Monday, March 15, 2010

Dealing with Setbacks

Every now and then, life throws us a curve ball. And it can be a painful experience. For example, you are really looking forward to something (e.g. relationship, business venture, opportunities) and everything seems to be going right for you when suddenly, you get a rejection or an answer which is contrary to what you have been expecting. I know how that feels as I have had my fair shares of the curve balls thrown at me.

Before we start trading curve ball stories with each other, let me get something straight. This post is not about inviting readers to write in their 'curvest' (if there ever was such a word) ball story to win a carton of Premiere tissue paper. This post is about how to handle the curve ball so that we can still be in the game. One of my favourite movie heroes is Rocky Balboa and he has a saying that I love a lot. "It ain't over till it's over."

So, how do we deal with a curve ball? Firstly, recognise that it's exactly what it is: a ball (metaphor you can use to substitute with 'events', 'problems', 'situations') Don't give it more value that it deserves. By giving it more value, we are magnifying it so much that we feel helpless about situations in life. Many times, people give themselves excuses such as "I can't do this because something or someone did something to me. Life is just not fair." And they burst out in tears.

Well, I'd love to humbly suggest an alternative way to deal with this curve ball situation. It's a principle in NLP (Neuro Linguistic Programming) called reprogramming. The next time you get served a curve ball say something like, "Because something or someone did this to me, all the more I'm going to get (what you want) in life." Sure, it may be just a sentence. But don't our sentences and words give meanings to our lives?

I'll share a personal story with you about how Lighthouse Education was started. Ken, my wife and I had this idea that we needed more capital to set up this company. So, I approached SME Bank in Miri to apply for a start-up loan. We did a lot of hard work to prepare the proposal, presentation, business plan and we even gave a 30 minutes business presentation to the bank manager. Throughout the presentation, the manager gave us the impression that things would be positive and we would have no trouble getting our loan. By the way, we only wanted to borrow RM50,000 as start-up and initial working capital. The waiting period was 30 days so during this time, we went about our respective duties, eagerly anticipating the much needed cash.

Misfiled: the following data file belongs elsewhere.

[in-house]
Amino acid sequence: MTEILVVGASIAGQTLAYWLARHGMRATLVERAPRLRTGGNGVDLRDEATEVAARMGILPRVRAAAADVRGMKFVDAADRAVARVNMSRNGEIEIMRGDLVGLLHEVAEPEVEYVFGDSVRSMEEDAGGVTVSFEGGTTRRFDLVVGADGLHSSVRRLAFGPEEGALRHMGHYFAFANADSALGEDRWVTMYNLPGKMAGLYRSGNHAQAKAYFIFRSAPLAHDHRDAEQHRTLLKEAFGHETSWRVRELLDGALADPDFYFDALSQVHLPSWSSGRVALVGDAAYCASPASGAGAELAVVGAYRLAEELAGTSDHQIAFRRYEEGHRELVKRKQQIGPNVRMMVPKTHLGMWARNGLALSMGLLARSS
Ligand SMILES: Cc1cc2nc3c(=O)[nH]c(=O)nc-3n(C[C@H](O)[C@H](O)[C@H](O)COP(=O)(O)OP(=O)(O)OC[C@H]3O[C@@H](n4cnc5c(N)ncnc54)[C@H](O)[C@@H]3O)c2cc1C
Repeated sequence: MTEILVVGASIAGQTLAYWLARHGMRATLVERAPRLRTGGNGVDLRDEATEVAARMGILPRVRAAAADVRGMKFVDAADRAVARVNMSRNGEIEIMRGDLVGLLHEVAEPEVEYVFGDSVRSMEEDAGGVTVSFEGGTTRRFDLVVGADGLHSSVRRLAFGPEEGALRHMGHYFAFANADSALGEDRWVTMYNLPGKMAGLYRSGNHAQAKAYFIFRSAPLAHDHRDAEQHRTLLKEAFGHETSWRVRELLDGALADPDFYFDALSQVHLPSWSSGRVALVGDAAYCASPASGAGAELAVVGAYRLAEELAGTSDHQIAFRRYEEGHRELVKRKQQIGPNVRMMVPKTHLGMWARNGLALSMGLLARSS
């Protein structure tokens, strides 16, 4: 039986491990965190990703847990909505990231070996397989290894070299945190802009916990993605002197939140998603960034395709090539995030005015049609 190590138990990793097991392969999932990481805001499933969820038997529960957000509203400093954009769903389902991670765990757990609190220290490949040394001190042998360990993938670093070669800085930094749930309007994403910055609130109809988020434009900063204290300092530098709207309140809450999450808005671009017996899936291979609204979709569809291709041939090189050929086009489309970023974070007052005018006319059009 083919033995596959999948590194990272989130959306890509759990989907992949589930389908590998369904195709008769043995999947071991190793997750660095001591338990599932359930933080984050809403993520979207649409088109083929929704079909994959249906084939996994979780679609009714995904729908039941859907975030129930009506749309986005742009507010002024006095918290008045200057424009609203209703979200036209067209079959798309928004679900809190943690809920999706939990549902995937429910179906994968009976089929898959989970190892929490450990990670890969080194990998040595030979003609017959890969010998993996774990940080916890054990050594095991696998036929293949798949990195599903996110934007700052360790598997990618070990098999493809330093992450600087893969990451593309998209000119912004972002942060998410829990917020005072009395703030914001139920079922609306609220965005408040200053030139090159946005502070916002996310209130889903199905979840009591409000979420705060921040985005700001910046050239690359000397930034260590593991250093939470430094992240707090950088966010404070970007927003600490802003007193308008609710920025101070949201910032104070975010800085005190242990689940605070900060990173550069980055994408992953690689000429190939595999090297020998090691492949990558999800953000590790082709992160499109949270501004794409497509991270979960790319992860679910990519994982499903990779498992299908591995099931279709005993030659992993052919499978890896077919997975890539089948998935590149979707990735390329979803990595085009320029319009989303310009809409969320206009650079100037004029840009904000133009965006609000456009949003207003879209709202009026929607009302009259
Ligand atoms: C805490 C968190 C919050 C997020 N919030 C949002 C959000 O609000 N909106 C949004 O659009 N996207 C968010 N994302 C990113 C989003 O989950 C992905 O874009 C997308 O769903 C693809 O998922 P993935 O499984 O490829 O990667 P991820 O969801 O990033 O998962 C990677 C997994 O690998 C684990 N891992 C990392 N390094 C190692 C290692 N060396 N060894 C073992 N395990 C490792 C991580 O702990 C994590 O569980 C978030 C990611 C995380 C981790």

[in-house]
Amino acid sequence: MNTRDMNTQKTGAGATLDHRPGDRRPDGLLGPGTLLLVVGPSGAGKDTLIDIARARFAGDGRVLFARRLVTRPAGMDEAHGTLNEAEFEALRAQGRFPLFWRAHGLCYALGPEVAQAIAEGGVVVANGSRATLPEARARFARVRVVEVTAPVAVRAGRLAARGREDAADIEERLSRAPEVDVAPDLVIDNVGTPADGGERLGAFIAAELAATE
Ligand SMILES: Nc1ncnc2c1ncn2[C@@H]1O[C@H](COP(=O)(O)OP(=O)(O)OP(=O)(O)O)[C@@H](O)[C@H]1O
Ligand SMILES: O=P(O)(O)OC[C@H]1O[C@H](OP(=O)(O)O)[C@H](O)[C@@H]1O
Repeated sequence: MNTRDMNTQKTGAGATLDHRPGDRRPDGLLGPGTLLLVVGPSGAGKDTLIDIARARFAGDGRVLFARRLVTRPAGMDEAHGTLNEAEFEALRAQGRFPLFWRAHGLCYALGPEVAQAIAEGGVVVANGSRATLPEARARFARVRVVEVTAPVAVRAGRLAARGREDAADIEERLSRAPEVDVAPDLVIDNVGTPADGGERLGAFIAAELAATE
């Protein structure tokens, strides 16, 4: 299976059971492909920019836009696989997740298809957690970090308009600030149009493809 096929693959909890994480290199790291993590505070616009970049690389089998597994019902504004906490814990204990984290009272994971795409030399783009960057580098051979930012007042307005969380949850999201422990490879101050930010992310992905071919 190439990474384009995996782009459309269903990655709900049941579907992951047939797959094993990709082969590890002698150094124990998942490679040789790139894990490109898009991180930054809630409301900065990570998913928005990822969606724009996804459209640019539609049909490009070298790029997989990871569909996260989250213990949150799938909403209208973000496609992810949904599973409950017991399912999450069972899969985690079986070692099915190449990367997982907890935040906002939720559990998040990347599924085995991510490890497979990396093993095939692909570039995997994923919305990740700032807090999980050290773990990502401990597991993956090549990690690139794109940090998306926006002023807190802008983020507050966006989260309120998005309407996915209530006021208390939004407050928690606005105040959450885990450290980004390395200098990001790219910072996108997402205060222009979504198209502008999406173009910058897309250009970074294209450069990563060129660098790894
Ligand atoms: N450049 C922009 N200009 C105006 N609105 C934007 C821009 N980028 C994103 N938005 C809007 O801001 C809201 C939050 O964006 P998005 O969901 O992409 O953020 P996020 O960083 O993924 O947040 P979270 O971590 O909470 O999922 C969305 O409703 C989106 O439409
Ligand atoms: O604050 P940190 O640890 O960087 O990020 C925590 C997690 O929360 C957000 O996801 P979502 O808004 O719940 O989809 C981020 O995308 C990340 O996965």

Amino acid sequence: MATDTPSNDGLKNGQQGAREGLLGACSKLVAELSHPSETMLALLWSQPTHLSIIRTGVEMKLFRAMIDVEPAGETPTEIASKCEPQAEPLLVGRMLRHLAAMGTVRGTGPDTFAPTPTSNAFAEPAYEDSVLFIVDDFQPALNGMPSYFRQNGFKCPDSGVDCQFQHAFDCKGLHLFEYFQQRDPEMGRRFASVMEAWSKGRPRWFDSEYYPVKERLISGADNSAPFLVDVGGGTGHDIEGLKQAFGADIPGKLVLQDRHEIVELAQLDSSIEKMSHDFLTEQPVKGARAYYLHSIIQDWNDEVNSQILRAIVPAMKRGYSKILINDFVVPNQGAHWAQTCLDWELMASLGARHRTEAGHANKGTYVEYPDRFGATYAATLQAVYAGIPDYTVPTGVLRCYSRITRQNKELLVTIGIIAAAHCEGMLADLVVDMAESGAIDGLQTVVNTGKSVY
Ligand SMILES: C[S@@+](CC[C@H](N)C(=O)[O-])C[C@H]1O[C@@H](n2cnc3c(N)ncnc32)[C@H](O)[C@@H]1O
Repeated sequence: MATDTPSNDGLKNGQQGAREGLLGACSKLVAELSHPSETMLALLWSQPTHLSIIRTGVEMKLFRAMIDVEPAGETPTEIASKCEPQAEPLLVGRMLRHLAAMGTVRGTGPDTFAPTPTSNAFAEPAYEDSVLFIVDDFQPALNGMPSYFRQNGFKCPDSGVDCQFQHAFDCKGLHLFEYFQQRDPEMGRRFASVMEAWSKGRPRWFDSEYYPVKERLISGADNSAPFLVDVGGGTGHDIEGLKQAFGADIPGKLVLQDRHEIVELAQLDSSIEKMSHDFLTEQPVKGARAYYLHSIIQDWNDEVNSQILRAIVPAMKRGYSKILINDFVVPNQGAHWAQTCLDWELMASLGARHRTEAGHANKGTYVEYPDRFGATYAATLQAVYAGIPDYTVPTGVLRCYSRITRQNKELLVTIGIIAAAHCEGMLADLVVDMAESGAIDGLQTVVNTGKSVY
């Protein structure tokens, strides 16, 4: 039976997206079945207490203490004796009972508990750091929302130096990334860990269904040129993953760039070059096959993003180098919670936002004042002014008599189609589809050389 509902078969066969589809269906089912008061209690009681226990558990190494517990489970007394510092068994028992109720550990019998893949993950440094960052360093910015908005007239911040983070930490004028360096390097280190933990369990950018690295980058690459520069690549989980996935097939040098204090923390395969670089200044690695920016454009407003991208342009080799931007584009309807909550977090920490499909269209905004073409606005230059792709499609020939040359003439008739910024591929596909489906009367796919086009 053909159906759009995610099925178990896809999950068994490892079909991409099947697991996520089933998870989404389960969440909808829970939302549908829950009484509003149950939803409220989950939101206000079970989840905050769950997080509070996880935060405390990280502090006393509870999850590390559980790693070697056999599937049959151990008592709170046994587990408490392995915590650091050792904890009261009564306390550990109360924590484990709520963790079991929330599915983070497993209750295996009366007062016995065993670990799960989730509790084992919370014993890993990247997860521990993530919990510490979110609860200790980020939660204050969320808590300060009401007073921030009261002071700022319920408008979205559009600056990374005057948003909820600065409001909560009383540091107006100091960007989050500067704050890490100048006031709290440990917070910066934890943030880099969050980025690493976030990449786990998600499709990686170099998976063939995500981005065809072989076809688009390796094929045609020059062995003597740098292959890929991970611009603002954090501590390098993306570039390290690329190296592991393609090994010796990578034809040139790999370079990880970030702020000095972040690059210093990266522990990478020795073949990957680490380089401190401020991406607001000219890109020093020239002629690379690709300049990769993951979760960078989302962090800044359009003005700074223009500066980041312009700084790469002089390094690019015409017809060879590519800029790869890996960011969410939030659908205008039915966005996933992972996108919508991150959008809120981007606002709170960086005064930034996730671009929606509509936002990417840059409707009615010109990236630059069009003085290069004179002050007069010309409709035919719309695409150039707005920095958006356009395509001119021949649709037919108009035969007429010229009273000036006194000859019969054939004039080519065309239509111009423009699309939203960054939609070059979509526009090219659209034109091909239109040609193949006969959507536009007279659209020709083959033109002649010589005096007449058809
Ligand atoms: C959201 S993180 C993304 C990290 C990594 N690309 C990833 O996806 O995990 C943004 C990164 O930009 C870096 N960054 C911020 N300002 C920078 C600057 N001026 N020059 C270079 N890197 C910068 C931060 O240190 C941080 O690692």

1 month later, the moment we have been waiting for arrived. I called up the bank only to be told that we didn't get the loan. At that moment, I felt like I've just been hit by a stun gun. I politely put down the phone and I called my wife. I told her, "Our loan application has just been rejected. Because of that I'm sure Lighthouse will be a great success! Let's make it happen." Now that I think of it, my wife would have been pretty worried about my logical senses at that moment. Next, I called up Ken and told him exactly the same thing. And guess what, the pain of knowing that there won't be RM50,000 waiting for us as we start our business was not that painful anymore and a sense of pride was slowly building up inside of me. It's like a voice in my head telling me "Hey! You can do it! Now, make it happen!"

Well, to cut a long story shorter, we just went ahead with Lighthouse Education & Training and we are so glad that we did exactly that. The joy of knowing that we no longer needed the loan gave us a strong boost to our level of confidence.

I'm not writing this to impress you but rather to impress upon you that when you get served a curve ball by life, the immediate response from you is crucial. Make the choice to say the following: "Because something or someone did this to me, all the more I'm going to get (what you want) in life."



  1. Thanks Luke for the sharing. I am at the point in my life thinking of venturing into something that will be of value to society. Your post is a great inspiration.

    Thanks and all the best with Lighthouse...

    Well done to you and Team.. God is Good.

  2. Hi Molly,

    Thanks for your comments. All the best in your new venture. Trust in the Lord and He will make your path straight!


  3. Thanks for the inspiring sharing, Mr. Bong. I gonna apply this in my badminton learning. "Before the Shuttlecock hit on the floor, i'm going to hit it with my racket." :)

    May i know the NLP Principle is written by who? It seems like a combination of scientific and computer words. :)

  4. Hi Lina,

    NLP stands for Neuro Linguistic Programming. It was founded by Richard Bandler and John Grinder in the 1970s. I was exposed to it when I attended Anthony Robbins' UPW04 in Singapore. When I first learned it, it literally blew me away.

    You can read more about it here: